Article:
Were the Canonical NT Authors Bowing to Popular Pagan Converts? (2 of 2)

In my first part of this article, I unpacked the details and implications of the sceptical proposition "The canonical Gospels (and particularly their infancy narratives) are, in part, orthodox responses and redactions of stories by early pagan converts that simply got out of hand and became too popular to ignore."

This proposal represents an interesting variant of a normal type of sceptical theory about how various fictional myths (distinct from historical events with mythic meaning) got attached to the story of the historical Jesus Christ by the followers of Jesus after his death. On this general type of theory the pronoun would be decapitalized of course, Jesus having never been anything other than another purely human man; although actually this variant of the theory is flexible enough that it could include something like the idea that almost all events and ideas in the Gospels (and Acts) are true except for the virgin birth and the two infancy narratives built around it -- the theory would be attempting to explain how (for this theory) the fictional infancy narratives and their pagan ideas got incorporated into the Gospels with some Christian theological baptism, so to speak. But of course, the theory is also flexibly capable of going as far or farther than Schweitzer (to give a highly influential early 20th century example) in dismissing almost all events and ideas in the Gospels (and Acts) as false, with some or (not necessarily) all of those details imported by Christian authorities and authors -- for what reason? Per this interesting variant, because out-of-control innovations by pagan converts to Christianity became too popular to be ignored or otherwise censured.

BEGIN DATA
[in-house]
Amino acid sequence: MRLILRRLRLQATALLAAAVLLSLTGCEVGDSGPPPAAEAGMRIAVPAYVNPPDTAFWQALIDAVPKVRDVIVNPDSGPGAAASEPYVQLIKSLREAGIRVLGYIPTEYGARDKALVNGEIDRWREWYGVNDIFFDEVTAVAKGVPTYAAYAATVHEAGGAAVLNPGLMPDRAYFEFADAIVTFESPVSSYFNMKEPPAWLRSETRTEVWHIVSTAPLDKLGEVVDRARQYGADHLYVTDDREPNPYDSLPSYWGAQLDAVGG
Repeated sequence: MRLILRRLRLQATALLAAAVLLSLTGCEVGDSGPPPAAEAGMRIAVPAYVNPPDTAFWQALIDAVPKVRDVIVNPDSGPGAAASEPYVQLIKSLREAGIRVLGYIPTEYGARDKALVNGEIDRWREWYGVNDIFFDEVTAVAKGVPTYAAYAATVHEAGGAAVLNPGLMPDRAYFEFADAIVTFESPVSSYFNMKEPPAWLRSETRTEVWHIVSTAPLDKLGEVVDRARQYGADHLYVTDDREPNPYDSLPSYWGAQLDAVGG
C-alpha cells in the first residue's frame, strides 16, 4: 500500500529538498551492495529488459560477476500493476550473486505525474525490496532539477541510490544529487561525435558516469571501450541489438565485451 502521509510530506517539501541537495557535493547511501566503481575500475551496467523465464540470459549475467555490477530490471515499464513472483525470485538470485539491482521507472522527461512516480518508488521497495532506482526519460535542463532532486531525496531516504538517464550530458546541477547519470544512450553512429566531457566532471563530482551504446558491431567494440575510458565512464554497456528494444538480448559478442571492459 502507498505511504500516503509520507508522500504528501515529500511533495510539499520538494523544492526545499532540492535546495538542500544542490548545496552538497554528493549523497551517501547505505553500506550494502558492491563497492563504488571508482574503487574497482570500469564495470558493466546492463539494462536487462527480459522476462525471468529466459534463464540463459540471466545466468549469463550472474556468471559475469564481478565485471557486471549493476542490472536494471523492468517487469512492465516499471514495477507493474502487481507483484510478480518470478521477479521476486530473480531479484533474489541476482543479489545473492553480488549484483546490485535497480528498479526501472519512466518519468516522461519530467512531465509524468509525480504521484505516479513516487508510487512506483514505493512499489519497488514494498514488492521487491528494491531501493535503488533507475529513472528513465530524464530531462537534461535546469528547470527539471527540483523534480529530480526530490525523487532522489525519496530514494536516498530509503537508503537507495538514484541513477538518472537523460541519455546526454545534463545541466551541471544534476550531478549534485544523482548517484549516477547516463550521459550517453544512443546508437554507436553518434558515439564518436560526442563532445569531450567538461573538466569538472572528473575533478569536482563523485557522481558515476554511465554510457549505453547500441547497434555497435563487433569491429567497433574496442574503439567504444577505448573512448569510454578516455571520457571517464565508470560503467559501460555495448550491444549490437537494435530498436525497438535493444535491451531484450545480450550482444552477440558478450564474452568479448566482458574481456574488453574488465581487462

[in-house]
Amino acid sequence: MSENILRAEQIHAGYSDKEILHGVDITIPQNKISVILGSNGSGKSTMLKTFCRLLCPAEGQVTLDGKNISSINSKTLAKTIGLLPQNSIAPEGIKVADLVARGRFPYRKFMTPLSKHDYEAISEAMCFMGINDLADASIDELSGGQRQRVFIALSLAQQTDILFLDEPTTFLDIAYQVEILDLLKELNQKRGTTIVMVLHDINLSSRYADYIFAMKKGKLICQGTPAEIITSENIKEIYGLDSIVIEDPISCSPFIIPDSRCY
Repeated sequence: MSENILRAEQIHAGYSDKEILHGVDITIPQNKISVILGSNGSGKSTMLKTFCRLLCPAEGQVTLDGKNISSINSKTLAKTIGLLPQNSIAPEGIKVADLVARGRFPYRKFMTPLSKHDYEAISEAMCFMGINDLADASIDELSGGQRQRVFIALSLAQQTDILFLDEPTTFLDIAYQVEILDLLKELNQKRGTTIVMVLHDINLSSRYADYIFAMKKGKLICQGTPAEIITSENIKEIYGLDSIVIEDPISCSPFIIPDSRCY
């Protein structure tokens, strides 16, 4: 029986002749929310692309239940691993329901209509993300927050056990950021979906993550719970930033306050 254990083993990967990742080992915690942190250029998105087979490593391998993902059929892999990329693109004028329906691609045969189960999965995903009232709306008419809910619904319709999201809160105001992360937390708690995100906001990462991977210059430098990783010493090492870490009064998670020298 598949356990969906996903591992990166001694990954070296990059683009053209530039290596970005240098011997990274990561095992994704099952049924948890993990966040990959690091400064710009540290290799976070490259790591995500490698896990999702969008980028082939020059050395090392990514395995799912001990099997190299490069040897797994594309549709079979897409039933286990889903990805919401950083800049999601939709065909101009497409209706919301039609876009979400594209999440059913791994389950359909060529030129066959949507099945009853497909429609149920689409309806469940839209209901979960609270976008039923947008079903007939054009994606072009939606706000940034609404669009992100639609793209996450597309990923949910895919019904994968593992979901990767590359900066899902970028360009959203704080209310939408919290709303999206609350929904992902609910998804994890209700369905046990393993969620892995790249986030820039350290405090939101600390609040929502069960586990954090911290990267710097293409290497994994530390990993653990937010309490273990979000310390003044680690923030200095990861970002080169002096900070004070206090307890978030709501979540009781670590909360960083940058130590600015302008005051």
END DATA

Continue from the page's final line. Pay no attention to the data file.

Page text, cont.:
So: the theory is about a situation at the time of canonical authorship -- and the theory can be flexible about the timing (so long as the timing isn't impossible), and situations could be different at different times. Consequently, the text characteristics themselves will have to stand as sufficient evidence about what the situation was, at any given time of authorship. If the text characteristics don't fit the proposed situation, then there's no need to try to consider timing factors for Christian society otherwise.

Now, the first thing to note is that Paul of Tarsus usually gets the blame in sceptical theories for introducing pagan innovations into Christianity; and almost all compositional theories, across the ideological board, consider his epistles to have been written some time before the canonical Gospels and Acts.

But Paul regularly tells his congregations to stay away from pagan religious ideas and even from philosophical schools -- which is important to note since Paul shows signs of not only having been educated in the Greco-Roman gymnasia system but also of continuing to appreciate at least some Greek philosophers. But he appreciates them, as far as he does, strictly within the terms of Judeo-Christianity, and not a step farther, not even in the Mars Hill scene in Acts where he goes far in granting credit to pagan religion and philosophy. He doesn't at all appeal to either of those broad groups, implicitly or explicitly, broadly or specifically, as grounds for his own beliefs, much less for the beliefs of his congregations. On the contrary he congratulates his congregations for getting out of such things and warns them in harsh terms not to get back into them.